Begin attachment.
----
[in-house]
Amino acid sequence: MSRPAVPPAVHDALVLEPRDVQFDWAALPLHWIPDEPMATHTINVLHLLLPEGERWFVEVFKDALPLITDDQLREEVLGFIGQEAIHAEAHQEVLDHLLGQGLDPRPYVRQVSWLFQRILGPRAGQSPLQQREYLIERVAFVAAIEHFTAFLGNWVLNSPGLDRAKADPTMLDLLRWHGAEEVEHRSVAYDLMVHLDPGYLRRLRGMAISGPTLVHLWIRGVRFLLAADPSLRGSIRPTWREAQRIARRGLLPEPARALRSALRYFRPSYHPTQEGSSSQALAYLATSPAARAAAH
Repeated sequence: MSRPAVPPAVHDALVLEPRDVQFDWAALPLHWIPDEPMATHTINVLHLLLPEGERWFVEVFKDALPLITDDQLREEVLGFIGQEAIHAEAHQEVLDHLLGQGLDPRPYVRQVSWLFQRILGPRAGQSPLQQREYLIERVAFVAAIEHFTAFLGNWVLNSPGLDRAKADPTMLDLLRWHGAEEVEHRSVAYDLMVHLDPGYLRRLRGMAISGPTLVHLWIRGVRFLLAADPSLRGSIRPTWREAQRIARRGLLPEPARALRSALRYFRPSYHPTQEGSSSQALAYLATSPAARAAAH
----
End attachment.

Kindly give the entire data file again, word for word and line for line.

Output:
[in-house]
Amino acid sequence: MSRPAVPPAVHDALVLEPRDVQFDWAALPLHWIPDEPMATHTINVLHLLLPEGERWFVEVFKDALPLITDDQLREEVLGFIGQEAIHAEAHQEVLDHLLGQGLDPRPYVRQVSWLFQRILGPRAGQSPLQQREYLIERVAFVAAIEHFTAFLGNWVLNSPGLDRAKADPTMLDLLRWHGAEEVEHRSVAYDLMVHLDPGYLRRLRGMAISGPTLVHLWIRGVRFLLAADPSLRGSIRPTWREAQRIARRGLLPEPARALRSALRYFRPSYHPTQEGSSSQALAYLATSPAARAAAH
Repeated sequence: MSRPAVPPAVHDALVLEPRDVQFDWAALPLHWIPDEPMATHTINVLHLLLPEGERWFVEVFKDALPLITDDQLREEVLGFIGQEAIHAEAHQEVLDHLLGQGLDPRPYVRQVSWLFQRILGPRAGQSPLQQREYLIERVAFVAAIEHFTAFLGNWVLNSPGLDRAKADPTMLDLLRWHGAEEVEHRSVAYDLMVHLDPGYLRRLRGMAISGPTLVHLWIRGVRFLLAADPSLRGSIRPTWREAQRIARRGLLPEPARALRSALRYFRPSYHPTQEGSSSQALAYLATSPAARAAAH